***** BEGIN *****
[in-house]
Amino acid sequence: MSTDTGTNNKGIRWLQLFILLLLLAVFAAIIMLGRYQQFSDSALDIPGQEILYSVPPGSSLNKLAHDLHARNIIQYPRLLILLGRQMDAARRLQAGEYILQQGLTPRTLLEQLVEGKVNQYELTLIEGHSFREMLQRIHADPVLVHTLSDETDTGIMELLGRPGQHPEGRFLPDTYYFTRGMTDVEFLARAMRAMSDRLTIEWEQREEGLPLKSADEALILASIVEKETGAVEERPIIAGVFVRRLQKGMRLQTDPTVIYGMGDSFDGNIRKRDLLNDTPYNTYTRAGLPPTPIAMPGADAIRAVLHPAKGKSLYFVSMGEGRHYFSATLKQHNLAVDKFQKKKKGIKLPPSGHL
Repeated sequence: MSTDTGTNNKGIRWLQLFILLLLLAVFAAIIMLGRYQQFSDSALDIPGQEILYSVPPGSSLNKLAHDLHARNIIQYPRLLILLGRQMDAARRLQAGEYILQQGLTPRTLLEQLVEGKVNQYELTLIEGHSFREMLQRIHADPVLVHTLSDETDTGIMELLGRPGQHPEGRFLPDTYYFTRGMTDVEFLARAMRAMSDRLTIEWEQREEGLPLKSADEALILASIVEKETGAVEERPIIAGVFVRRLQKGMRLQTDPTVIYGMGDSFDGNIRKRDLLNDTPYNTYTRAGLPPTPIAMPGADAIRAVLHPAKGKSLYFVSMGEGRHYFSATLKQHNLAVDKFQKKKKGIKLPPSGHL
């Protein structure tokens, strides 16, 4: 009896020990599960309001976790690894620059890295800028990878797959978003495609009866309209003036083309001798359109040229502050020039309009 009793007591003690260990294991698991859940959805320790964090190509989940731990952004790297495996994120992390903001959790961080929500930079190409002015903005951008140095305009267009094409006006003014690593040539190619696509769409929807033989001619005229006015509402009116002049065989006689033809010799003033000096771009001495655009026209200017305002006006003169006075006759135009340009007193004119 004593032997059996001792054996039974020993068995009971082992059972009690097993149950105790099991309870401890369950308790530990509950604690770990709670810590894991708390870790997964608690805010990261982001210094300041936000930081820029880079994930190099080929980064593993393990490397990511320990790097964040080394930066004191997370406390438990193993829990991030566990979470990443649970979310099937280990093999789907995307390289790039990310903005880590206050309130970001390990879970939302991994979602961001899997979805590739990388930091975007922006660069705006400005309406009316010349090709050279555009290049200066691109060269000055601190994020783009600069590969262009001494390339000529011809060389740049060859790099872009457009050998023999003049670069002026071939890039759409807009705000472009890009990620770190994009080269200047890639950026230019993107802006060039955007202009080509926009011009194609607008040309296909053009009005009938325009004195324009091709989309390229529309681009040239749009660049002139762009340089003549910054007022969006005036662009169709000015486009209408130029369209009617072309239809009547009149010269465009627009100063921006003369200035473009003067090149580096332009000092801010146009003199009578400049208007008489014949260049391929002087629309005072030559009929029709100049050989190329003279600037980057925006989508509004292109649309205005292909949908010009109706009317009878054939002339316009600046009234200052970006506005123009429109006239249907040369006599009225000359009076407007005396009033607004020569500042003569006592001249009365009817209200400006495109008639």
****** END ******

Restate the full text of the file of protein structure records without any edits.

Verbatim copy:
[in-house]
Amino acid sequence: MSTDTGTNNKGIRWLQLFILLLLLAVFAAIIMLGRYQQFSDSALDIPGQEILYSVPPGSSLNKLAHDLHARNIIQYPRLLILLGRQMDAARRLQAGEYILQQGLTPRTLLEQLVEGKVNQYELTLIEGHSFREMLQRIHADPVLVHTLSDETDTGIMELLGRPGQHPEGRFLPDTYYFTRGMTDVEFLARAMRAMSDRLTIEWEQREEGLPLKSADEALILASIVEKETGAVEERPIIAGVFVRRLQKGMRLQTDPTVIYGMGDSFDGNIRKRDLLNDTPYNTYTRAGLPPTPIAMPGADAIRAVLHPAKGKSLYFVSMGEGRHYFSATLKQHNLAVDKFQKKKKGIKLPPSGHL
Repeated sequence: MSTDTGTNNKGIRWLQLFILLLLLAVFAAIIMLGRYQQFSDSALDIPGQEILYSVPPGSSLNKLAHDLHARNIIQYPRLLILLGRQMDAARRLQAGEYILQQGLTPRTLLEQLVEGKVNQYELTLIEGHSFREMLQRIHADPVLVHTLSDETDTGIMELLGRPGQHPEGRFLPDTYYFTRGMTDVEFLARAMRAMSDRLTIEWEQREEGLPLKSADEALILASIVEKETGAVEERPIIAGVFVRRLQKGMRLQTDPTVIYGMGDSFDGNIRKRDLLNDTPYNTYTRAGLPPTPIAMPGADAIRAVLHPAKGKSLYFVSMGEGRHYFSATLKQHNLAVDKFQKKKKGIKLPPSGHL
């Protein structure tokens, strides 16, 4: 009896020990599960309001976790690894620059890295800028990878797959978003495609009866309209003036083309001798359109040229502050020039309009 009793007591003690260990294991698991859940959805320790964090190509989940731990952004790297495996994120992390903001959790961080929500930079190409002015903005951008140095305009267009094409006006003014690593040539190619696509769409929807033989001619005229006015509402009116002049065989006689033809010799003033000096771009001495655009026209200017305002006006003169006075006759135009340009007193004119 004593032997059996001792054996039974020993068995009971082992059972009690097993149950105790099991309870401890369950308790530990509950604690770990709670810590894991708390870790997964608690805010990261982001210094300041936000930081820029880079994930190099080929980064593993393990490397990511320990790097964040080394930066004191997370406390438990193993829990991030566990979470990443649970979310099937280990093999789907995307390289790039990310903005880590206050309130970001390990879970939302991994979602961001899997979805590739990388930091975007922006660069705006400005309406009316010349090709050279555009290049200066691109060269000055601190994020783009600069590969262009001494390339000529011809060389740049060859790099872009457009050998023999003049670069002026071939890039759409807009705000472009890009990620770190994009080269200047890639950026230019993107802006060039955007202009080509926009011009194609607008040309296909053009009005009938325009004195324009091709989309390229529309681009040239749009660049002139762009340089003549910054007022969006005036662009169709000015486009209408130029369209009617072309239809009547009149010269465009627009100063921006003369200035473009003067090149580096332009000092801010146009003199009578400049208007008489014949260049391929002087629309005072030559009929029709100049050989190329003279600037980057925006989508509004292109649309205005292909949908010009109706009317009878054939002339316009600046009234200052970006506005123009429109006239249907040369006599009225000359009076407007005396009033607004020569500042003569006592001249009365009817209200400006495109008639």